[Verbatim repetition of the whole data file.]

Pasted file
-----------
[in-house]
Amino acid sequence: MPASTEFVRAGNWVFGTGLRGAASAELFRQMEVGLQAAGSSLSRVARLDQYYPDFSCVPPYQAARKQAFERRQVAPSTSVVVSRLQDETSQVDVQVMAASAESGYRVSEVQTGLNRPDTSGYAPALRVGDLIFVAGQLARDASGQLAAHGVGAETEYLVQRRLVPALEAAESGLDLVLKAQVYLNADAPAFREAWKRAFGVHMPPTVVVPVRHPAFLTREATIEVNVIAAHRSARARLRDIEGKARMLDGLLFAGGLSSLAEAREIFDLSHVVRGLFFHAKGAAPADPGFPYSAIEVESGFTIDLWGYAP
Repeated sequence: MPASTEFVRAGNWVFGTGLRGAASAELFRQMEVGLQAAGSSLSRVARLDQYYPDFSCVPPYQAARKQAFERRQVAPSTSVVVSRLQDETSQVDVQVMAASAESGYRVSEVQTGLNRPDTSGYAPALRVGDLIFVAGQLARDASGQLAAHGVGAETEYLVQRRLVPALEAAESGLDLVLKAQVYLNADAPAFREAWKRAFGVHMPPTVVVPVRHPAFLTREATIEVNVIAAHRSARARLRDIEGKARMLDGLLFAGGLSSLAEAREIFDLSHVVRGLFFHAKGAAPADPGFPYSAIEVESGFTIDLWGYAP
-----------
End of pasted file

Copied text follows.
[in-house]
Amino acid sequence: MPASTEFVRAGNWVFGTGLRGAASAELFRQMEVGLQAAGSSLSRVARLDQYYPDFSCVPPYQAARKQAFERRQVAPSTSVVVSRLQDETSQVDVQVMAASAESGYRVSEVQTGLNRPDTSGYAPALRVGDLIFVAGQLARDASGQLAAHGVGAETEYLVQRRLVPALEAAESGLDLVLKAQVYLNADAPAFREAWKRAFGVHMPPTVVVPVRHPAFLTREATIEVNVIAAHRSARARLRDIEGKARMLDGLLFAGGLSSLAEAREIFDLSHVVRGLFFHAKGAAPADPGFPYSAIEVESGFTIDLWGYAP
Repeated sequence: MPASTEFVRAGNWVFGTGLRGAASAELFRQMEVGLQAAGSSLSRVARLDQYYPDFSCVPPYQAARKQAFERRQVAPSTSVVVSRLQDETSQVDVQVMAASAESGYRVSEVQTGLNRPDTSGYAPALRVGDLIFVAGQLARDASGQLAAHGVGAETEYLVQRRLVPALEAAESGLDLVLKAQVYLNADAPAFREAWKRAFGVHMPPTVVVPVRHPAFLTREATIEVNVIAAHRSARARLRDIEGKARMLDGLLFAGGLSSLAEAREIFDLSHVVRGLFFHAKGAAPADPGFPYSAIEVESGFTIDLWGYAP